Faking depth and textures in your app

I just returned from vacation, so this won’t be a huge blog post. I’m making a pretty sweet offer at the bottom of the post, so be sure to check it out at the bottom!

In this post I will address how you can use simple techniques to create a sense of depth on a flat touch screen device and a “visual tactility” to your app – and without going completely overboard with textures. While I like to create unique examples, I’ll be using examples from existing apps and talk about what effects are used, what’s good about them and why you should stay away from some of them.

What’s too much?

You might be familiar with the Game Center app. While the design is great and I can appreciate they were going for a pool table-look or poker-table look with wood grain navigation and tab bar, and a green fabric background, but I personally think it’s all too much.

Gloss on top of wood (navigation and tab bar) just doesn’t work, and it really makes it look more fake than real. The horrible font and it’s weird shadow are also not working. And the shadow is depressed into the background as well? Weird. Furthermore, notice how some items in the main view are raised from the background, while others appear to be depressed into the green background. And why is there a shadow coming from the navigation bar only and not the tab bar? The navigation bar is raised from the background, yet the identical looking (texture-wise) tab bar is on the same plane as the background.

Needless to say, this is a great example of what’s too much.

Textures that work

Groceries is a great app from Sophia Teutschler. Here’s a screenshot taken from the App Store page for Groceries:

Notice how this app uses lots of textures, yet they make the app more appealing, and when you view it on your iPhone it really looks and feels great. Groceries also uses a wood grain texture for the navigation bar and tool bar. The background (more visible on first launch of the app) is a cork board texture, which matches the two bars. The table resembles a piece of note paper stuck to the board, with the top edges torn and casting a soft shadow on the background.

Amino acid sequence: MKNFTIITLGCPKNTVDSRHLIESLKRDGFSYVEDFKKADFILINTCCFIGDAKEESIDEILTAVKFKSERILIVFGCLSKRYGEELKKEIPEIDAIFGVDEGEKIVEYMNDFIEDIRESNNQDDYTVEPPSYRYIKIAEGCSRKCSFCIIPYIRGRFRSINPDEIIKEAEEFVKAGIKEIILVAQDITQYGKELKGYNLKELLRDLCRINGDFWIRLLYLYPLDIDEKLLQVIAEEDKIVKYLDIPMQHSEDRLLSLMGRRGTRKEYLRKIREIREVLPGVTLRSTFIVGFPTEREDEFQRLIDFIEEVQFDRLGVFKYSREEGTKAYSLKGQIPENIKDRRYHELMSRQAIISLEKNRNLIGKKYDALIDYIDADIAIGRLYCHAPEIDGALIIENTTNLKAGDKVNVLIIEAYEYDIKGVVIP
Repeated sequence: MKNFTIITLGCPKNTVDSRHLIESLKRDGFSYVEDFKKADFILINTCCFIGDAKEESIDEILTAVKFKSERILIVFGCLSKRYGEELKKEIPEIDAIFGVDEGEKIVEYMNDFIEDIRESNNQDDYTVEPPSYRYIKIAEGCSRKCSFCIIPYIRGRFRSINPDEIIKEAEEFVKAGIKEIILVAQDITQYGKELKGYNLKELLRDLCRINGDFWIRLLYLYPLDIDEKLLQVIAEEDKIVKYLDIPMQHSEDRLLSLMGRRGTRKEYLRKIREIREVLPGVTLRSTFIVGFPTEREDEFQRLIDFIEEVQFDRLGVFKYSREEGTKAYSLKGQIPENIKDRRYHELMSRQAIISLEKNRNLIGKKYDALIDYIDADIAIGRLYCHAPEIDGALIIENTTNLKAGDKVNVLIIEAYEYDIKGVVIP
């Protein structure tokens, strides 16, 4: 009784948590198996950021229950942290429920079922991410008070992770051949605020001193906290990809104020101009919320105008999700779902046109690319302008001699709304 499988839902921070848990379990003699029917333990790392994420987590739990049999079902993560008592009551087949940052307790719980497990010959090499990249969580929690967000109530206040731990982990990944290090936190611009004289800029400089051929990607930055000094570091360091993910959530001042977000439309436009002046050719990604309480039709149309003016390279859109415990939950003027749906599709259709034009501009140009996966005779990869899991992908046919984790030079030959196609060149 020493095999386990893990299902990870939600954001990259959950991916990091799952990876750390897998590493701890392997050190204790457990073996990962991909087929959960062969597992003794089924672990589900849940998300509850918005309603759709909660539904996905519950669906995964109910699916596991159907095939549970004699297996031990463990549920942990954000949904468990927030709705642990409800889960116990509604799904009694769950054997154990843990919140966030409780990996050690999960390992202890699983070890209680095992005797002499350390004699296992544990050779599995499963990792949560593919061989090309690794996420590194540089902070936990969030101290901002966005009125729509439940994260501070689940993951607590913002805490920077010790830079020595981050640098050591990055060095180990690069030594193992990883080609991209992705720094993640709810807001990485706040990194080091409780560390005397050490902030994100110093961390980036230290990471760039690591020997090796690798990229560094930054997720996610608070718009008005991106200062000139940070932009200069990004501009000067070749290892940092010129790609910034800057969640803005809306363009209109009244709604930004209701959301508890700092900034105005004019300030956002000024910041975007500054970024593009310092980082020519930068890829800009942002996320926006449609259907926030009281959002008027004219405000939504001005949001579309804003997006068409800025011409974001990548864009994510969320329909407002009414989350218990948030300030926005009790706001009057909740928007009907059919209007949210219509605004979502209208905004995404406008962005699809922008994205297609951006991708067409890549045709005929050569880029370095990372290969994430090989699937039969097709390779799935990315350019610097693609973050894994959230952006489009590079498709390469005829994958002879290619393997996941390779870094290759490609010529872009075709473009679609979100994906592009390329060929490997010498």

Now, while both Game Center and Groceries share some major similarities, why does it work for Groceries and not for Game Center? As I mentioned earlier, gloss on wood doesn’t work. In Groceries, Sophia uses a soft white-to-transparent gradient that helps fake a soft light from the top, making the bars seem 3-dimensional. The colours of the text match in the bars the wood grain much better compared to the Game Center app. Both the navigation bar and tool bar cast a soft shadow on the background and paper creating a nice depth in the UI.

Groceries is a great example of how extensive, yet careful use of textures in your app’s UI can compliment your app’s content and not desperately steal away attention from it like in Game Center.

Shadows create depth

Using shadows, you can easily create a 3-dimensional effect. As seen above, you can protrude and depress views when using shadow effects on views and texts.
For UILabel, see the properties shadowOffset and shadowColor. I suggest you use these for most text in your app. As a general note, do not use it with longer text, such as in a UITextView or where not approrpriate, such as in a UITextField. I briefly talked about how to appropriately use colours and offset in this post: http://runmad.com/blog/2010/11/random-tips/ (Tip #4). Have a look at the above screenshots and see how shadowOffset is used.

Some points from this post:

  • Don’t go crazy with textures. Subtle is key and more is never the answer!
  • Use textures and colours that compliment each other.
  • While you want to go for real-world look and feel, creating completely “realistic” interfaces often never works. It’s all about finding an in-between state, where it’s appropriate for a non-tactile, touch screen device, yet still has a 3-dimensional depth to it.
  • Shadows create depth in your UI

For further reading, Mike Rundle posted a nice post, Crafting Subtle & Realistic User Interfaces, where he talks about gradients more in depth as well as tips for using materials in your UI design.